Bangladeshi-Canadian Woman Blinded By Husband In Vicious Attack Gives Keynote Speech At Big Sisters Spring Lunch

Rumana Monzur was brutally attacked and blinded by her husband in her home country of Bangladesh five years ago.

VANCOUVER – Rumana Monzur made headlines when she spoke out from her hospital bed about being brutally attacked and blinded by her husband in her home country of Bangladesh five years ago.

Today, she is an advocate for women’s rights and she delivered the keynote speech on Thursday at the 20th annual Big Sisters Spring Lunch, reported CBC News.

“I think woman need to know about my experience and what can be the result if they tolerate injustice and violence for a long time,” she said.

“Even though I was educated I didn’t know how to face society if I were to divorce,” she told CBC host Rick Cluff on The Early Edition.

Monzur was studying at the University of British Columbia and was also an assistant professor at the University of Dhaka at the time of the attack.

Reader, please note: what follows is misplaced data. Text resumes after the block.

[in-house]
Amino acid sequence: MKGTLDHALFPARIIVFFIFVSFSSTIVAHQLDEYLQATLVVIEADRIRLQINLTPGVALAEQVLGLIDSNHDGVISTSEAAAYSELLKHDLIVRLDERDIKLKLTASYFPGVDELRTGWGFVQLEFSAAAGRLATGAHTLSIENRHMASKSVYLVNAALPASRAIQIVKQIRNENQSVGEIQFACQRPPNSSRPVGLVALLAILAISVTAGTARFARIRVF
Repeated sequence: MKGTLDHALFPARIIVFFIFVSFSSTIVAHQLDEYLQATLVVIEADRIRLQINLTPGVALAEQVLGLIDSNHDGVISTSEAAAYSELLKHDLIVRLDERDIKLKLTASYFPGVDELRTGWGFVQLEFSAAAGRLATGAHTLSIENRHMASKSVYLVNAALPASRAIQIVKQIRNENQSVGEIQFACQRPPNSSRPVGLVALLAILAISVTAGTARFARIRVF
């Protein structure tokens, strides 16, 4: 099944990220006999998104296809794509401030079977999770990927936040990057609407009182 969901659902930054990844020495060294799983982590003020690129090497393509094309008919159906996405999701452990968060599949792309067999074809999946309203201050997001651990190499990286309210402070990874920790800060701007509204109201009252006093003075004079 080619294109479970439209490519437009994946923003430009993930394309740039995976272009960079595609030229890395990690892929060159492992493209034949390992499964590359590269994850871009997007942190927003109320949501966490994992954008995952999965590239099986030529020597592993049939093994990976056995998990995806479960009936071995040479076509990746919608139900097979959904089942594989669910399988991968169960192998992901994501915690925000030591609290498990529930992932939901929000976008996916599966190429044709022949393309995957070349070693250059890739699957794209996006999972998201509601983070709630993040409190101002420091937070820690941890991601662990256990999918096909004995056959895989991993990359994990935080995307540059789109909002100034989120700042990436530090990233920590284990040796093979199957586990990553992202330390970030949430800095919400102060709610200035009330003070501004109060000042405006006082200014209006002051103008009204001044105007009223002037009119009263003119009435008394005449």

She has now completed her graduate degree in Political Science at UBC and has also received her law degree.

Monzur has been so busy studying that she says she hasn’t had time to really adjust to being blind.

“If I want to go somewhere I don’t travel on my own. I am always with someone sighted,” she said, adding that she has been too busy to learn Braille.

Inside the house she is comfortable and can cook; she owes much of her accomplishments to the the support she has received.

“I just never felt like I was alone,” she said, “I felt like I have lost two eyes but I have gained thousands of them.”

But she says she still misses seeing people’s expressions and laughter.

Monzur said her role as a mother also pushed her to keep going and not give up.

Her daughter is now 10 years old and she was with her mother during the attack.

“She is doing great. I am glad she was really young so that nothing is there in her memory,” Monzur said, adding that she has signed up her daughter with Big Sisters.

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